Compost, rich in organic matter, is one of the essential building blocks of good soil. It helps retain moisture and adds nutrients as well as binding mineral particles into a lovely crumb structure. It’s great to add to sandy soils to help them clump together, and clay soils to help them break down. Or any soil, for that matter, to improve its overall condition.
Making compost at home is incredibly easy. Not all of us have room for the sort of multi-bay composting setups that Monty Don or Charles Dowding have access to, but the good news is you don’t need a huge amount of space to run a really efficient composting system.
Having experimented over the past few years, I can highly recommend a rotation system using either two or three of the standard black compost bins. They’re available from most DIY stores and garden centres, but you should definitely check online with GetComposting.com to see if your local authority has a subsidy scheme that could get you a couple of standard bins at a very good price.
We have enough room in the utility corner behind our shed for a three-bin setup. The two bins on the right at the ‘current’ and ‘resting’ bins. The ‘current’ bin is the one we’re adding new material to at the moment. They’re open-bottomed, placed on bare soil (or in our case, sand) to allow worms and other organisms easy access to the contents. They’re technically ‘cold’ bins, as they’re not insulated to retain internal heat (like the pricier but more efficient HotBin composter), but they are sited in a spot that catches the sun (as you can see) so they do heat up pretty quickly on a warm day.
There’s a vast amount of information and advice available as to the right mix of nitrogen rich ‘green’ (living or recently-deceased plant matter) and carbon-rich ‘brown’ (long-dead plants, cardboard, paper that isn’t too glossy or heavily inked) material to add your your compost. The RHS advice page on composting suggests a 25% – 50% ratio of greens topped up with browns.
We add all our kitchen peelings, including eggshells, and garden clippings, but not perennial weed roots1 or potato tubers, as well as the contents of our shredder, ripped up egg-boxes and cardboard tubes, along with regular sluices of water. We aim for a 50/50 mix, but it probably skews towards green due to the large amounts of veg trimmings we produce, even though we’re just cooking for the two of us.
The ‘current’ bin is gradually filled over the course of a year. Then it becomes the ‘resting’ bin for the next year. Nothing new is added to the ‘resting’ bin, and the mix is checked monthly, to make sure it’s moist enough and to give it a good stir around with the garden fork to get plenty of air in.
The switch-over between the two happens any time between now and the end of April, whenever I can find the time to scoop out last year’s compost and bag it up until it’s ready to use on the garden. I started on the job yesterday, and this is the sort of thing I found at the bottom of the bin:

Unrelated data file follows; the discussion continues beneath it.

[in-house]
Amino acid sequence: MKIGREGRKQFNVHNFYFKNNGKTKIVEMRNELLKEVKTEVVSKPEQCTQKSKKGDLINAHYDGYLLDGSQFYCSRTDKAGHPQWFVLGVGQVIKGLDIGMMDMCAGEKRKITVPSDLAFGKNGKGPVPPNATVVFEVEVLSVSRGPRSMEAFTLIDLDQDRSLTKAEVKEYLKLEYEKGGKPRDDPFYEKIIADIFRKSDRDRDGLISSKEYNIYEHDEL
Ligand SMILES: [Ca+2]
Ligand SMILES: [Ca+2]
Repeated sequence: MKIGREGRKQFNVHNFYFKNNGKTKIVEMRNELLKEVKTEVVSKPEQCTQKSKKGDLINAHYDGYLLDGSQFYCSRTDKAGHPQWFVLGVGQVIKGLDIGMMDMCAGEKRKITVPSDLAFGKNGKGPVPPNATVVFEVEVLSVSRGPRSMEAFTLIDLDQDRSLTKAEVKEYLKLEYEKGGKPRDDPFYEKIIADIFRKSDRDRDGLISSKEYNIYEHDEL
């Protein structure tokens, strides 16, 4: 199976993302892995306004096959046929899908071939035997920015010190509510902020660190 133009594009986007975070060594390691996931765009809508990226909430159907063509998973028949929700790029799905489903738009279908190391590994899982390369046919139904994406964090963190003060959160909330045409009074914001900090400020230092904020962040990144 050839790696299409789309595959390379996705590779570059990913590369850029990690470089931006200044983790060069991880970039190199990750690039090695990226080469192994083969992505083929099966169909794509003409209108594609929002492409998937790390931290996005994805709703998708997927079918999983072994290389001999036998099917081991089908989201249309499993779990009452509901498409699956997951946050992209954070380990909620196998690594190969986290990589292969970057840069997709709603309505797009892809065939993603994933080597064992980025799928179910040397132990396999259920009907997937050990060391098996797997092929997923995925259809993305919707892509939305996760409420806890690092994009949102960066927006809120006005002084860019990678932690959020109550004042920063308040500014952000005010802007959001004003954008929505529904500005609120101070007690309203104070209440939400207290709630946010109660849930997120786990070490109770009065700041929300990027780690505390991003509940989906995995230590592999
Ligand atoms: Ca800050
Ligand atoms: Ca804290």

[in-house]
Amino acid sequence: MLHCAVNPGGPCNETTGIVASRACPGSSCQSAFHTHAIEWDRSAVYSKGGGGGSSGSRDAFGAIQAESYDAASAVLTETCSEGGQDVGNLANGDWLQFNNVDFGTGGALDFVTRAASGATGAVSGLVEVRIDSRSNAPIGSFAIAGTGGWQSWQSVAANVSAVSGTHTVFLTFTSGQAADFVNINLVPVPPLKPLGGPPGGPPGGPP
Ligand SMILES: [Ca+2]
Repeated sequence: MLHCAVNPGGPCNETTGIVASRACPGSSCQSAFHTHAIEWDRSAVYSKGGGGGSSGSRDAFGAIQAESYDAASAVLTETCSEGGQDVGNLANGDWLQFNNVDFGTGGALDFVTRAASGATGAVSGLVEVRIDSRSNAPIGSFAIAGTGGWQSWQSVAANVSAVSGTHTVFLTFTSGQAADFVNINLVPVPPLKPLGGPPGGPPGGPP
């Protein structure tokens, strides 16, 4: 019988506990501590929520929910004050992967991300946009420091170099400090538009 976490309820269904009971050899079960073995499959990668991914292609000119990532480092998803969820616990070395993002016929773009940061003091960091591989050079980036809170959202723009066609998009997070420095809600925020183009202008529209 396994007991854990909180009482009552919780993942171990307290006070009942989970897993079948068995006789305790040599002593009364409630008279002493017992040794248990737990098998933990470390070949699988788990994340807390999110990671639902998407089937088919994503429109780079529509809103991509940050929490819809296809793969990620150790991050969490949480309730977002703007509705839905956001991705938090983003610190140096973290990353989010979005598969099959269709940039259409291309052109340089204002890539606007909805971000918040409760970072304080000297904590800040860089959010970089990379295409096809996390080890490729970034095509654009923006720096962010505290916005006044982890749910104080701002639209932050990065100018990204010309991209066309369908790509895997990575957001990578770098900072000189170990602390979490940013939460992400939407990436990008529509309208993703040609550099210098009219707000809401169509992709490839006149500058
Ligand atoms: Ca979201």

As you can see, everything has broken down quite nicely over the past 12 months, into a dark, crumbly, odour-less mix that will make a great soil improver. There are a few clumps of egg-shell that haven’t fully disintegrated yet, but they can be plucked out and dropped back into the newly-designated ‘resting’ bin before the lid goes on for 12 months.
I think there’s between 120 and 150 litres of compost in just the one bin. Whilst that might not represent a huge monetary saving over bought compost, it’s still the value of a couple of potted up perennials or a few packets of seeds. So in terms of the return on the cost of the initial investment in plastic bins, I’d reckon it will pay for itself in around three or four years.
The third, left-hand, bin is for woody waste: tougher plant stems, clumps of grass, anything that you know will take a longer time to break down. This bin will be left to do its thing for at least three years, allowing as much time as possible for the thicker plant material to break down. At the end of three years the contents will be scooped out and sieved. Any usable compost will be extracted and the rest of the material will go back in the bin for further decomposition.
The main advantage of running two bins side-by-side is that you can ensure a full breakdown of the contents of the ‘resting’ bin over the course of twelve months – especially if you switch at the start of Spring, to really get the temperature up over the summer – without the problem of having to add fresh new material on top of the compost you’re trying to extract from the bottom. That’s always a messy, smelly way to do things, not really recommended if you can avoid it. And you can manage perfectly well without the third bin, but you may have to spend a bit more time picking woody chunks out of your ‘resting’ bin at switch-over time.
Finally, a quick pro-tip re: tea-bags. It’s very tempting to assume that they’re entirely biodegradable, but experience – and much sieving – has taught me that’s not the case, as many tea-bags contain artificial fibres. I’d rather not spend extra time picking chunks of half-rotted bag out of the finished compost before it can be used, so instead I invest a smaller amount of time in splitting the tea-bags open and collecting the spent tea leaves before they go in the compost:
I dump them in the sink to rinse, then squeeze them out and leave them to dry in a dish on the side before ripping them open when they’re reasonably dry. It doesn’t take too long to do – you can always split a few while you’re waiting for the kettle to boil or your next cuppa to brew – and it’s a lot less fiddly than all that picking-out.
Either that or you could always drink more loose leaf tea, which always seems to taste better anyway.
What are your experiences with composting at home? Do you have any suggested improvements on the way we’re doing things? Please do let me know via the comments, below.